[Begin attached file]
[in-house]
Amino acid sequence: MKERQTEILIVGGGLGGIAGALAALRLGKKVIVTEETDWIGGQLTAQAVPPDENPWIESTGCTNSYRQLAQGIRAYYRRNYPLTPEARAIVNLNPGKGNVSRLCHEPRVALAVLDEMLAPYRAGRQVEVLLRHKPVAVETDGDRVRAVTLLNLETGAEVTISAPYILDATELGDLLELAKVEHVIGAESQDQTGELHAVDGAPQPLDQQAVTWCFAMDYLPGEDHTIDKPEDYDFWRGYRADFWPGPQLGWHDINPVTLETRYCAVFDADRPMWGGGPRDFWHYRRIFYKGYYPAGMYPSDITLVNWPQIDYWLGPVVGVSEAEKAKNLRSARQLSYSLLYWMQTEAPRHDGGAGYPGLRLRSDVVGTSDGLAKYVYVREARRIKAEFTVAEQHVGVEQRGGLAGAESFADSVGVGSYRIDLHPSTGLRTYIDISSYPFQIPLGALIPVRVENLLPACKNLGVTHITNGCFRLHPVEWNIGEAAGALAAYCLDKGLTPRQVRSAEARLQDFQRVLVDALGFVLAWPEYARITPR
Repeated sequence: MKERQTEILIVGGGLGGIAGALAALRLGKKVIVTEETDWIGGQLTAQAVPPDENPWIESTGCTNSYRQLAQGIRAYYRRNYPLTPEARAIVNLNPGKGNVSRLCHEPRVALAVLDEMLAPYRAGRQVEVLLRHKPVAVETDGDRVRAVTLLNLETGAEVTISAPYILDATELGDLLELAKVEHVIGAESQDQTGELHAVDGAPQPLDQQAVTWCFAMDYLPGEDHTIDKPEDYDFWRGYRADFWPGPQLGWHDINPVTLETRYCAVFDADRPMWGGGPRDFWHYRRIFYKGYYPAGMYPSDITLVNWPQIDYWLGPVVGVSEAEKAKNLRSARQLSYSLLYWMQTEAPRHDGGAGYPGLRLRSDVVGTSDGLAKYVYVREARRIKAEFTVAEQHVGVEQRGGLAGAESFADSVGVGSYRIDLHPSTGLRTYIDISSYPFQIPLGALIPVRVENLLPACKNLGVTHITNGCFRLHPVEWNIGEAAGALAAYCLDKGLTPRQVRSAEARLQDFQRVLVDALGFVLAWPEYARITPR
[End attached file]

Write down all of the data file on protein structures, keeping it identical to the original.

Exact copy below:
[in-house]
Amino acid sequence: MKERQTEILIVGGGLGGIAGALAALRLGKKVIVTEETDWIGGQLTAQAVPPDENPWIESTGCTNSYRQLAQGIRAYYRRNYPLTPEARAIVNLNPGKGNVSRLCHEPRVALAVLDEMLAPYRAGRQVEVLLRHKPVAVETDGDRVRAVTLLNLETGAEVTISAPYILDATELGDLLELAKVEHVIGAESQDQTGELHAVDGAPQPLDQQAVTWCFAMDYLPGEDHTIDKPEDYDFWRGYRADFWPGPQLGWHDINPVTLETRYCAVFDADRPMWGGGPRDFWHYRRIFYKGYYPAGMYPSDITLVNWPQIDYWLGPVVGVSEAEKAKNLRSARQLSYSLLYWMQTEAPRHDGGAGYPGLRLRSDVVGTSDGLAKYVYVREARRIKAEFTVAEQHVGVEQRGGLAGAESFADSVGVGSYRIDLHPSTGLRTYIDISSYPFQIPLGALIPVRVENLLPACKNLGVTHITNGCFRLHPVEWNIGEAAGALAAYCLDKGLTPRQVRSAEARLQDFQRVLVDALGFVLAWPEYARITPR
Repeated sequence: MKERQTEILIVGGGLGGIAGALAALRLGKKVIVTEETDWIGGQLTAQAVPPDENPWIESTGCTNSYRQLAQGIRAYYRRNYPLTPEARAIVNLNPGKGNVSRLCHEPRVALAVLDEMLAPYRAGRQVEVLLRHKPVAVETDGDRVRAVTLLNLETGAEVTISAPYILDATELGDLLELAKVEHVIGAESQDQTGELHAVDGAPQPLDQQAVTWCFAMDYLPGEDHTIDKPEDYDFWRGYRADFWPGPQLGWHDINPVTLETRYCAVFDADRPMWGGGPRDFWHYRRIFYKGYYPAGMYPSDITLVNWPQIDYWLGPVVGVSEAEKAKNLRSARQLSYSLLYWMQTEAPRHDGGAGYPGLRLRSDVVGTSDGLAKYVYVREARRIKAEFTVAEQHVGVEQRGGLAGAESFADSVGVGSYRIDLHPSTGLRTYIDISSYPFQIPLGALIPVRVENLLPACKNLGVTHITNGCFRLHPVEWNIGEAAGALAAYCLDKGLTPRQVRSAEARLQDFQRVLVDALGFVLAWPEYARITPR